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To one race, the tired adage implies, people in other races are tough to differentiate from each other. Some call it the "other-race effect."
It's something more than a wince-worthy punchline. New UC Riverside research bears it out, finding we are hard-wired to process -- or not process -- facial differences based on race. And that process occurs in the earliest filters of our thought process.
Research - Week - Proceedings - National - Academy
The research, published this week in the journal Proceedings of the National Academy of Sciences of the United States, or PNAS, was led by UC Riverside psychologist Brent Hughes. The overriding question posited in the paper: When we observe members of another racial group, are their actual physical distinctions blurred in our mind's eye?
The study participants were 17 white people studying white and black faces on a monitor while lying inside a functional MRI scanner, which identifies changes in brain activity. Some experiments were also conducted outside of the MRI.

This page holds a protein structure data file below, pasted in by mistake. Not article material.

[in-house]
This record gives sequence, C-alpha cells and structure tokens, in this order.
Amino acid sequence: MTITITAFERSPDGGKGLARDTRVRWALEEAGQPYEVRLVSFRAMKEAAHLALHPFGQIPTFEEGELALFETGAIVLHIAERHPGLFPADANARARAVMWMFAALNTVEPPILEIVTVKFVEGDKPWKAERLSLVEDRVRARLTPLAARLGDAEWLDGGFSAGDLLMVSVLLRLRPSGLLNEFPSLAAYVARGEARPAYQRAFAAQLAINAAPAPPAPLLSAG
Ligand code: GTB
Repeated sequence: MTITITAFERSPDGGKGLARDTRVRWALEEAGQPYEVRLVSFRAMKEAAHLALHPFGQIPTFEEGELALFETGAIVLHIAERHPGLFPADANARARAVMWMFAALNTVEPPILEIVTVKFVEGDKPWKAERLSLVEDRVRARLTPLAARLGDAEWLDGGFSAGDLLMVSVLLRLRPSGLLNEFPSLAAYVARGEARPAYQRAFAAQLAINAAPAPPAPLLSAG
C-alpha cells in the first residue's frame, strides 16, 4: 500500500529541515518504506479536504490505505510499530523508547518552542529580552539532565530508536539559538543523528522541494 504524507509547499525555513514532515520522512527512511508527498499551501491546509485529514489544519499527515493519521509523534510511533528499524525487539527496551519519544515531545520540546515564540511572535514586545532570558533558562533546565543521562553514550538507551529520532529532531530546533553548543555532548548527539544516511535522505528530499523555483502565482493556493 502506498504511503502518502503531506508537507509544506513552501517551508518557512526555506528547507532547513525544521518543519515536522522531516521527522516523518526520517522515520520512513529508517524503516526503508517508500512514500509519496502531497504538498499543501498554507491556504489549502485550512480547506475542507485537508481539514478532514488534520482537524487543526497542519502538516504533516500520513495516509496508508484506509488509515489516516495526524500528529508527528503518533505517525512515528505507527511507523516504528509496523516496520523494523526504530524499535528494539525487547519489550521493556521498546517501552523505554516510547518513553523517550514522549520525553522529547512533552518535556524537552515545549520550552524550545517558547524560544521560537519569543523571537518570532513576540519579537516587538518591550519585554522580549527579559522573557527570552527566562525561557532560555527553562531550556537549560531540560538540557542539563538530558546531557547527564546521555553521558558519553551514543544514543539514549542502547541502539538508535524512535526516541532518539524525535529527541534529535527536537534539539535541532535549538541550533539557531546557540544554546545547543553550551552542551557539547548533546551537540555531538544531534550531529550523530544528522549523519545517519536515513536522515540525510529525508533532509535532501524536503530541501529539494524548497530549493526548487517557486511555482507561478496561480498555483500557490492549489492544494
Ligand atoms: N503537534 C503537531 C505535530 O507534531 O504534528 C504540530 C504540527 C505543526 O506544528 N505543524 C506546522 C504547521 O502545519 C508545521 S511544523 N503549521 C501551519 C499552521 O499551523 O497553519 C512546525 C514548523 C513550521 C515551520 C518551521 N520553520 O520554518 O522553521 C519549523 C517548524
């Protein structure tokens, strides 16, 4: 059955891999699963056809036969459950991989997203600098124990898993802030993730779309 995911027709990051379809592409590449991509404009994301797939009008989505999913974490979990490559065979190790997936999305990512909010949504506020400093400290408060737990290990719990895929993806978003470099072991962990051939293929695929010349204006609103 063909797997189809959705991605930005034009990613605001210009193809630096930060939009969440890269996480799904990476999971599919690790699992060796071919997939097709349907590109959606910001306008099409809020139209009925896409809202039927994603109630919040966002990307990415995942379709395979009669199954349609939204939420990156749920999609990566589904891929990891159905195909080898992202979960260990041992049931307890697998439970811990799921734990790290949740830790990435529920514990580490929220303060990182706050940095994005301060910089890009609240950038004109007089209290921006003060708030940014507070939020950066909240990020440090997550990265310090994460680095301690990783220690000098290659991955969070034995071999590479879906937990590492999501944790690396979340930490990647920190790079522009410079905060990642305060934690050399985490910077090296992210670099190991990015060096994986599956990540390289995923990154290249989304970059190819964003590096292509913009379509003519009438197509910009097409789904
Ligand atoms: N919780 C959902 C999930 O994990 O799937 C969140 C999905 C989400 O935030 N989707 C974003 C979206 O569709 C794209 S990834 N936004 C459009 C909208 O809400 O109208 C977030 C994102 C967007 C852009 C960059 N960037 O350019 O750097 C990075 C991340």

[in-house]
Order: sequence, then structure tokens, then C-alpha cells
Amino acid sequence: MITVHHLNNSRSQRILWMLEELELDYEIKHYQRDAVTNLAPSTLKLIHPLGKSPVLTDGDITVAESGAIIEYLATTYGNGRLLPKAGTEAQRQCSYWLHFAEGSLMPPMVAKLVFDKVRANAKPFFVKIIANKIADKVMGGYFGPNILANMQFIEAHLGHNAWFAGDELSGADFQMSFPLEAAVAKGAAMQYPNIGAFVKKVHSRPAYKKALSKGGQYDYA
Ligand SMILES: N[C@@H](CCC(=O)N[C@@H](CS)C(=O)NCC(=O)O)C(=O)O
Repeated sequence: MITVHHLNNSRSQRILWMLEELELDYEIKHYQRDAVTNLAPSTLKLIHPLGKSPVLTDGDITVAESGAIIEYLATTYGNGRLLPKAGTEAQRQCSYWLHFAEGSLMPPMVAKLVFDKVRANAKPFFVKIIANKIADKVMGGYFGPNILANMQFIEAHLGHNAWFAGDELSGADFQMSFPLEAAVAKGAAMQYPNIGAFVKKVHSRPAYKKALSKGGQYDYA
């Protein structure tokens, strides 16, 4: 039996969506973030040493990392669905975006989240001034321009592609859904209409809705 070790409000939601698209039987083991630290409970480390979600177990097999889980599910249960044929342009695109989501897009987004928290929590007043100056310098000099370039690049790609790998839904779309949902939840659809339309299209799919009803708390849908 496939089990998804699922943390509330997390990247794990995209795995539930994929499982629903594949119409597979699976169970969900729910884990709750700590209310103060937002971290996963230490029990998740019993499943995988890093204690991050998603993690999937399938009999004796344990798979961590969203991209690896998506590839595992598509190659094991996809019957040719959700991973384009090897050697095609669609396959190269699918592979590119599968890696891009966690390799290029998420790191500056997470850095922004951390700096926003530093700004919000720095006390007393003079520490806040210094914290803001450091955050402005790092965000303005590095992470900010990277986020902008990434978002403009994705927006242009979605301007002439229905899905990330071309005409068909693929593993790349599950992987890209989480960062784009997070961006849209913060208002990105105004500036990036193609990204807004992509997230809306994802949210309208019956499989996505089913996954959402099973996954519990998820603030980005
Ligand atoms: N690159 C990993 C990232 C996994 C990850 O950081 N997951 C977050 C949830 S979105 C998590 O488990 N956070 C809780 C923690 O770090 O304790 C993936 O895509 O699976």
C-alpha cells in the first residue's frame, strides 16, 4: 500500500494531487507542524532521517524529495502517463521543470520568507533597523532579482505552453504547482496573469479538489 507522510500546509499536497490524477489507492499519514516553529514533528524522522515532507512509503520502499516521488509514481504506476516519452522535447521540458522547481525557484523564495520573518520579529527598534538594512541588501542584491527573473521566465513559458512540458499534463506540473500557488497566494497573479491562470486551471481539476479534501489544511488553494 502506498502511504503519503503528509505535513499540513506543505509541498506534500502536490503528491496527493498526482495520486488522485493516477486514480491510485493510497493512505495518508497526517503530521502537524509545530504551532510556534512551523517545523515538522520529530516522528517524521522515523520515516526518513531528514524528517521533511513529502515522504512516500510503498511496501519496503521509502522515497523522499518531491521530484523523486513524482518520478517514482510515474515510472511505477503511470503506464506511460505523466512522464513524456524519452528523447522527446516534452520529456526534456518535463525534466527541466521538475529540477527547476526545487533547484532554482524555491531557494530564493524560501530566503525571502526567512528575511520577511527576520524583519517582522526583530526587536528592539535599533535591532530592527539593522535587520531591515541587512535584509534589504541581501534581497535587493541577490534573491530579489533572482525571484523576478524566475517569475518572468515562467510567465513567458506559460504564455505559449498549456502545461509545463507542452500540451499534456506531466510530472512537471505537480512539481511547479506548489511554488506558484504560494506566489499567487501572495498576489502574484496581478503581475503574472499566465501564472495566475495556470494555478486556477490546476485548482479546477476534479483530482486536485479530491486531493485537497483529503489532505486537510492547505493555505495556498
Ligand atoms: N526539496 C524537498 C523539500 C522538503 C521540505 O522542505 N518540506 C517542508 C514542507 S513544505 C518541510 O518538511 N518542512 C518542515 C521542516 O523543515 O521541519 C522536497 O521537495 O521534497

Hughes - Team - Participants - Cortex - Differences
Hughes and his team looked at the white participants' high-level visual cortex to see whether it was more tuned in to differences in white faces than black ones. The visual cortex is the first stop for processing impulses from the eyes; the high-level visual cortex specializing in processing faces.
Their findings affirmed previous studies, determining that participants showed a greater tendency to individuate -- recognize differences in -- own-race faces, and less for other races. But Hughes' study went further, demonstrating how deep this tendency runs: as far as our earliest sensory processes.
Results - Biases - Emerge
"Our results suggest that biases for other-race faces emerge at some of the...
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